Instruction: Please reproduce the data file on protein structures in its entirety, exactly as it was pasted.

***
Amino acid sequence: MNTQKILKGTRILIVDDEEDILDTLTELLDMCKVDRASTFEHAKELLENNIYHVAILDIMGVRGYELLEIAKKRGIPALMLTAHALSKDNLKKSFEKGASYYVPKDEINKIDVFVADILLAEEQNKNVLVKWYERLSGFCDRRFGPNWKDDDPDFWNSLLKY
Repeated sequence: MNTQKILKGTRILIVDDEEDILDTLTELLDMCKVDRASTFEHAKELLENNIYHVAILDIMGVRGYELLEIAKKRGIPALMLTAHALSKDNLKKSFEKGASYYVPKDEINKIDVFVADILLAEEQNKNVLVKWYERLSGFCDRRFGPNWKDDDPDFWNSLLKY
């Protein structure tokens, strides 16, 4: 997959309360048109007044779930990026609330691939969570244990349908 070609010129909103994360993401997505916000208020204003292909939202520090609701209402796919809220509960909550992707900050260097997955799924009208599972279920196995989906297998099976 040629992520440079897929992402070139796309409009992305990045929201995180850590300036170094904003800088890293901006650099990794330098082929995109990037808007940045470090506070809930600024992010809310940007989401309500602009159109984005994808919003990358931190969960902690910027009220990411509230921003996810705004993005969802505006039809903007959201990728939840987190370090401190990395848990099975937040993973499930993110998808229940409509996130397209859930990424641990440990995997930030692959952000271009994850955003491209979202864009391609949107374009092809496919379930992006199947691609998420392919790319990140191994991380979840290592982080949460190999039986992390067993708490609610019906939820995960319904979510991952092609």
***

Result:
Amino acid sequence: MNTQKILKGTRILIVDDEEDILDTLTELLDMCKVDRASTFEHAKELLENNIYHVAILDIMGVRGYELLEIAKKRGIPALMLTAHALSKDNLKKSFEKGASYYVPKDEINKIDVFVADILLAEEQNKNVLVKWYERLSGFCDRRFGPNWKDDDPDFWNSLLKY
Repeated sequence: MNTQKILKGTRILIVDDEEDILDTLTELLDMCKVDRASTFEHAKELLENNIYHVAILDIMGVRGYELLEIAKKRGIPALMLTAHALSKDNLKKSFEKGASYYVPKDEINKIDVFVADILLAEEQNKNVLVKWYERLSGFCDRRFGPNWKDDDPDFWNSLLKY
């Protein structure tokens, strides 16, 4: 997959309360048109007044779930990026609330691939969570244990349908 070609010129909103994360993401997505916000208020204003292909939202520090609701209402796919809220509960909550992707900050260097997955799924009208599972279920196995989906297998099976 040629992520440079897929992402070139796309409009992305990045929201995180850590300036170094904003800088890293901006650099990794330098082929995109990037808007940045470090506070809930600024992010809310940007989401309500602009159109984005994808919003990358931190969960902690910027009220990411509230921003996810705004993005969802505006039809903007959201990728939840987190370090401190990395848990099975937040993973499930993110998808229940409509996130397209859930990424641990440990995997930030692959952000271009994850955003491209979202864009391609949107374009092809496919379930992006199947691609998420392919790319990140191994991380979840290592982080949460190999039986992390067993708490609610019906939820995960319904979510991952092609």